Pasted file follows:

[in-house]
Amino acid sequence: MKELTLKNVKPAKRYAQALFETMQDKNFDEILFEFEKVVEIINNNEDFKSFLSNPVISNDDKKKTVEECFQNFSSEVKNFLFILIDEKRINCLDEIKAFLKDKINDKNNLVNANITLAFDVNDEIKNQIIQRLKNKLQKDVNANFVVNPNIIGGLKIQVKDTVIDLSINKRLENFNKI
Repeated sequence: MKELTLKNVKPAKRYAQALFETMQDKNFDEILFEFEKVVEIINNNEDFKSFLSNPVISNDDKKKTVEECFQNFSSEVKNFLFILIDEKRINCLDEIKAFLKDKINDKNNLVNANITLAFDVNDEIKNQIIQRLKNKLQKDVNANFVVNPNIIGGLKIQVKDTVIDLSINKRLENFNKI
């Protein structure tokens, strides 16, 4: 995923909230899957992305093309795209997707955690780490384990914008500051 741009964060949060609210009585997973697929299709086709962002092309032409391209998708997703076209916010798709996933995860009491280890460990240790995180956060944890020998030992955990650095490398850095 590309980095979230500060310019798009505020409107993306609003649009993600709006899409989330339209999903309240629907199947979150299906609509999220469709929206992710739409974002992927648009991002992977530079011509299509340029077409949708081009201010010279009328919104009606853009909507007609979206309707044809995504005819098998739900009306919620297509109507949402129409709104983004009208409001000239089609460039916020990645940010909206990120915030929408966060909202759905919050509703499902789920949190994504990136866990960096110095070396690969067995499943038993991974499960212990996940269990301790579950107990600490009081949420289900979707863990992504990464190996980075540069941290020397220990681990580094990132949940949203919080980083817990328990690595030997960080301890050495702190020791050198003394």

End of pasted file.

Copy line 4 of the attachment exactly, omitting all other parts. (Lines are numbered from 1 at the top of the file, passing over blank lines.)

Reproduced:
């Protein structure tokens, strides 16, 4: 995923909230899957992305093309795209997707955690780490384990914008500051 741009964060949060609210009585997973697929299709086709962002092309032409391209998708997703076209916010798709996933995860009491280890460990240790995180956060944890020998030992955990650095490398850095 590309980095979230500060310019798009505020409107993306609003649009993600709006899409989330339209999903309240629907199947979150299906609509999220469709929206992710739409974002992927648009991002992977530079011509299509340029077409949708081009201010010279009328919104009606853009909507007609979206309707044809995504005819098998739900009306919620297509109507949402129409709104983004009208409001000239089609460039916020990645940010909206990120915030929408966060909202759905919050509703499902789920949190994504990136866990960096110095070396690969067995499943038993991974499960212990996940269990301790579950107990600490009081949420289900979707863990992504990464190996980075540069941290020397220990681990580094990132949940949203919080980083817990328990690595030997960080301890050495702190020791050198003394």